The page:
Big Hairy Audacious Goal (BHAG)

What is it?

The Big Hairy Audacious Goal is a statement of Strategic Intent – the specific result the company will achieve in 10-30 years time. It is the inspiring  “Mount Everest” they will climb. It is one of the components of the company vision, as per the the Collins/Porras framework.

Big Hairy Audacious Goal - what is your Mount Everest to climb?

Key attributes of a good Big Hairy Audacious Goal are:

  • Inspiring – motivates everyone in the company
  • Be just possible – not easy, but it could be achieved if the whole company operated at the top of their game. The BHAG must be set with a realistic understanding of what the company can achieve – if it is set with bravado, it is more likely to demotivate
  • Fit with company strategy, purpose and values
  • Consistent – the BHAG will have no credibility if the business changes it every few years. A BHAG that is big enough to inspire will take a decade of extraordinary effort to deliver
  • Shared – not just created by the CEO but ownded and shared broadly across the company

Financial goals do not make good BHAGs – only the shareholders are inspired by these, to everyone else they are just numbers.

In addition to the 10+ year BHAG, the company should also identify their “Base Camp” – where do they need to be in 2 years in order to be on track for their BHAG? The company can then make specific plans to achieve this base camp.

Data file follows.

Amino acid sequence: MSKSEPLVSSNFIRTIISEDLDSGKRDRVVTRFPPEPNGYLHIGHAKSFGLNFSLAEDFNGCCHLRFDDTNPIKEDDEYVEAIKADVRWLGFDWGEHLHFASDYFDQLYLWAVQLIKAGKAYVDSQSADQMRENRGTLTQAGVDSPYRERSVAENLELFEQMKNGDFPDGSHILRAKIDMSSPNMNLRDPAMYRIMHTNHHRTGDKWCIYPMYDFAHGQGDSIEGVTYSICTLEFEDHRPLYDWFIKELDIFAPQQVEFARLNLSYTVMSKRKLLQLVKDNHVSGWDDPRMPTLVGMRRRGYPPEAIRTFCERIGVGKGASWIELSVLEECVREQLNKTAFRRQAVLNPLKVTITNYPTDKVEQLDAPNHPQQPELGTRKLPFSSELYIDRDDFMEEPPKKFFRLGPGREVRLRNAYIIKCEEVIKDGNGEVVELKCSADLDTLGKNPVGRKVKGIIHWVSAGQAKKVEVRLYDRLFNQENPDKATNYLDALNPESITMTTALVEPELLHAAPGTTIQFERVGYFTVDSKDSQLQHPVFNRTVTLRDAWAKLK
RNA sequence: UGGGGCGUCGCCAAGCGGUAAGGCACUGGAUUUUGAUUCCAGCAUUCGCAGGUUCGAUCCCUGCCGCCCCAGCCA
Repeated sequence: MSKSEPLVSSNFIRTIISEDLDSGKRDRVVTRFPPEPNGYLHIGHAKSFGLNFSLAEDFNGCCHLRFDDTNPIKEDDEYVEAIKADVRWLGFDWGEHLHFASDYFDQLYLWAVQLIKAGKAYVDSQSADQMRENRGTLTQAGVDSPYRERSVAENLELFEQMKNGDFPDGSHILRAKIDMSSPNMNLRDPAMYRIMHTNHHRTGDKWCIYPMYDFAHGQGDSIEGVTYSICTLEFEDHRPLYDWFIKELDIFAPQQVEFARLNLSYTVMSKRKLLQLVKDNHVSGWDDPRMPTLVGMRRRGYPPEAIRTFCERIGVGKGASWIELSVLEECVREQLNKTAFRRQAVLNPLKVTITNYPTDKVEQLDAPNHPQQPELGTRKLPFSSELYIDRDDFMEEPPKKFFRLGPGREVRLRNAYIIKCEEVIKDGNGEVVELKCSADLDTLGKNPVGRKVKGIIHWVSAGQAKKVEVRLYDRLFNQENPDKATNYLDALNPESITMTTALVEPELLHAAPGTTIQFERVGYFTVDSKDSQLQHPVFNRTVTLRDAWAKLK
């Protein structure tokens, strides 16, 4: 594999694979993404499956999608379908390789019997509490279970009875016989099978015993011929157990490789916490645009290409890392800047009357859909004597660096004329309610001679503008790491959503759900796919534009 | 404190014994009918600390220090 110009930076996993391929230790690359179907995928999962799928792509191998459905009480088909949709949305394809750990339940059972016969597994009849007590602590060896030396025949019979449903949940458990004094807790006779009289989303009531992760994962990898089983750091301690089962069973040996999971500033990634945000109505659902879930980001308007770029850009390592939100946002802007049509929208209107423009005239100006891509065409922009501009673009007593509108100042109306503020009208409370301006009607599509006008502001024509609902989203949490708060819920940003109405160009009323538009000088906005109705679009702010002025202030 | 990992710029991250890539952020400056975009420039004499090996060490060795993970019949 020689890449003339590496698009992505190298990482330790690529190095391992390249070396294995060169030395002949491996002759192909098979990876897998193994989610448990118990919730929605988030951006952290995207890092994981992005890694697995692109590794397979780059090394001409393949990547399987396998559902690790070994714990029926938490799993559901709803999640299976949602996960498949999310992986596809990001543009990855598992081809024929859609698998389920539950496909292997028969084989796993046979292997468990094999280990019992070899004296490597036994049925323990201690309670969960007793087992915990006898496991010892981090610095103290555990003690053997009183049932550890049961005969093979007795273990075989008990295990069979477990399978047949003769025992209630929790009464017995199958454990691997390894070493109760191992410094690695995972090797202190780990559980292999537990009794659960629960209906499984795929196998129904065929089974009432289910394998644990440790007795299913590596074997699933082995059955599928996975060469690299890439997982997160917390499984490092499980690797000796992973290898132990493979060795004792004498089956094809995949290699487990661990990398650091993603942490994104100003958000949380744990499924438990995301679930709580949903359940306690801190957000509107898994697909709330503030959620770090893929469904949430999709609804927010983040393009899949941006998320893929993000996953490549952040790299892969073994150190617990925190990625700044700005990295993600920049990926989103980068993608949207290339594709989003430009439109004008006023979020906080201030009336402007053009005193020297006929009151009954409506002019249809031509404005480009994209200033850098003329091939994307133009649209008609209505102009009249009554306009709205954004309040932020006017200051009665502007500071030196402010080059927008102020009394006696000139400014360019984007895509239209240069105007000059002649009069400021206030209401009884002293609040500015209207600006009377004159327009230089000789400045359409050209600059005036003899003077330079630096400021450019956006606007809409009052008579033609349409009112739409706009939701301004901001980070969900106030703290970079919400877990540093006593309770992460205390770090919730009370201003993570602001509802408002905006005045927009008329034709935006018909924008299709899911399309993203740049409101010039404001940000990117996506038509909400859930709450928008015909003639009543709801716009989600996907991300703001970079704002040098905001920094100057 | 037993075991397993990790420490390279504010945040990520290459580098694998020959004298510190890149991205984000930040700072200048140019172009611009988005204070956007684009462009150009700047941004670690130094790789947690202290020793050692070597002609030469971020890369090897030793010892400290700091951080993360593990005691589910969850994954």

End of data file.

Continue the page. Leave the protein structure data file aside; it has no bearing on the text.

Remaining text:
When is it useful?

It can be a very powerful way to communicate a clear direction and level of ambition that aligns the whole company. The management team must be committed to the BHAG, or it will not only have no power, it will reduce credibility.
Don’t force it artificially – when it comes it will immediately feel right.

An Example?

An example from Starbucks is to overtake Coke as the world’s leading brand. It is a good example of fit with company strategy, purpose and values. The Starbucks BHAG is about world-class brand-building – at the heart of their strategy and values, not number of stores or revenue targets. And it will take the company performing at their best for 20 years to reach. The Story of Starbucks’ Journey to find its BHAG.

An example from Sony in the 1960’s and 70’s is to change the image of “Made in Japan” from poor quality to high quality.

A Non-profit example is John F Kennedy’s 1961 speech to Congress:

“I believe that this nation should commit itself to achieving the goal, before this decade is out, of landing a man on the moon and returning him safely to the earth………We choose to go to the moon in this decade and do the other things. Not because they are easy, but because they are hard.”

More recently, Volkswagen is trying to rebuild its reputation behind the audacious goal of becoming the world leader in Electric Vehicles, with 1m electric car sales by 2025. Not just a growth target, there is deep symbolism behind this to restore its reputation after the diesel emissions crisis:

  1. Real environmentally friendly, after being exposed as an environmental cheat
  2. Returning to its original purpose to make a peoples car (Volks = people; Wagen = car)

Let us hope this Big Hairy Audacious Goal succeeds.

I want to know more

Jim Collins invented the term in his great book “Built to Last”. Read it, and explore his website for more insights.

Wikipedia examples